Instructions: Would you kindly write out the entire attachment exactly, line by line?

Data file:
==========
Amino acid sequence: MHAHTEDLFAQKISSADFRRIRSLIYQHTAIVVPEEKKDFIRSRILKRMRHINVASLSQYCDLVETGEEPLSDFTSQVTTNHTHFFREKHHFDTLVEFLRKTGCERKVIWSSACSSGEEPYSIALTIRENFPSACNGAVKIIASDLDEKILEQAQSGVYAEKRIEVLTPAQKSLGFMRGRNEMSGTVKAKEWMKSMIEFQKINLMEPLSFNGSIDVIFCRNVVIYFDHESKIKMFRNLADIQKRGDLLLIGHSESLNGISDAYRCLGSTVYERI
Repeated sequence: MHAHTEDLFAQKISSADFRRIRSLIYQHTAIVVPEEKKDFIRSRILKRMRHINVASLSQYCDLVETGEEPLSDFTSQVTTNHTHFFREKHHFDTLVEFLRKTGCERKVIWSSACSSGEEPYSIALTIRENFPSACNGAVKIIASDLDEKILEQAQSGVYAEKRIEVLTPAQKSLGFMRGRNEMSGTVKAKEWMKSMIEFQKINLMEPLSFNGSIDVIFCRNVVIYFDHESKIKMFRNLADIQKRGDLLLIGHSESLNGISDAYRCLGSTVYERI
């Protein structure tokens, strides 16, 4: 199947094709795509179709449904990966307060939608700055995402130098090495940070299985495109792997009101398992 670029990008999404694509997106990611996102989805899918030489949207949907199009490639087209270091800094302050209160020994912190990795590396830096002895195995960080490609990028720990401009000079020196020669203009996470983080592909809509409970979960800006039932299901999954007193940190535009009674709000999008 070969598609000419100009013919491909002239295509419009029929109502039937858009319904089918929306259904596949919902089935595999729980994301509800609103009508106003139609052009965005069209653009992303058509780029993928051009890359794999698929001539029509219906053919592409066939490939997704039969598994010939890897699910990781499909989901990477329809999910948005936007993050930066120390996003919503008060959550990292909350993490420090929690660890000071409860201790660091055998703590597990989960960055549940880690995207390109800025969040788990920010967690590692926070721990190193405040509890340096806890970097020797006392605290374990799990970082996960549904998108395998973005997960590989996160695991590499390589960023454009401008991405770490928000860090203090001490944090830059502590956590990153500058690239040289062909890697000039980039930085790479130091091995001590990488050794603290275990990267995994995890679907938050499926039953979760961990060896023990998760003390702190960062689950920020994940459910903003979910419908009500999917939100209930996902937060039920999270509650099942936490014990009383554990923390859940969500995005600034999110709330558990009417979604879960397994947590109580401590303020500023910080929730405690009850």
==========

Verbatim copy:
Amino acid sequence: MHAHTEDLFAQKISSADFRRIRSLIYQHTAIVVPEEKKDFIRSRILKRMRHINVASLSQYCDLVETGEEPLSDFTSQVTTNHTHFFREKHHFDTLVEFLRKTGCERKVIWSSACSSGEEPYSIALTIRENFPSACNGAVKIIASDLDEKILEQAQSGVYAEKRIEVLTPAQKSLGFMRGRNEMSGTVKAKEWMKSMIEFQKINLMEPLSFNGSIDVIFCRNVVIYFDHESKIKMFRNLADIQKRGDLLLIGHSESLNGISDAYRCLGSTVYERI
Repeated sequence: MHAHTEDLFAQKISSADFRRIRSLIYQHTAIVVPEEKKDFIRSRILKRMRHINVASLSQYCDLVETGEEPLSDFTSQVTTNHTHFFREKHHFDTLVEFLRKTGCERKVIWSSACSSGEEPYSIALTIRENFPSACNGAVKIIASDLDEKILEQAQSGVYAEKRIEVLTPAQKSLGFMRGRNEMSGTVKAKEWMKSMIEFQKINLMEPLSFNGSIDVIFCRNVVIYFDHESKIKMFRNLADIQKRGDLLLIGHSESLNGISDAYRCLGSTVYERI
């Protein structure tokens, strides 16, 4: 199947094709795509179709449904990966307060939608700055995402130098090495940070299985495109792997009101398992 670029990008999404694509997106990611996102989805899918030489949207949907199009490639087209270091800094302050209160020994912190990795590396830096002895195995960080490609990028720990401009000079020196020669203009996470983080592909809509409970979960800006039932299901999954007193940190535009009674709000999008 070969598609000419100009013919491909002239295509419009029929109502039937858009319904089918929306259904596949919902089935595999729980994301509800609103009508106003139609052009965005069209653009992303058509780029993928051009890359794999698929001539029509219906053919592409066939490939997704039969598994010939890897699910990781499909989901990477329809999910948005936007993050930066120390996003919503008060959550990292909350993490420090929690660890000071409860201790660091055998703590597990989960960055549940880690995207390109800025969040788990920010967690590692926070721990190193405040509890340096806890970097020797006392605290374990799990970082996960549904998108395998973005997960590989996160695991590499390589960023454009401008991405770490928000860090203090001490944090830059502590956590990153500058690239040289062909890697000039980039930085790479130091091995001590990488050794603290275990990267995994995890679907938050499926039953979760961990060896023990998760003390702190960062689950920020994940459910903003979910419908009500999917939100209930996902937060039920999270509650099942936490014990009383554990923390859940969500995005600034999110709330558990009417979604879960397994947590109580401590303020500023910080929730405690009850």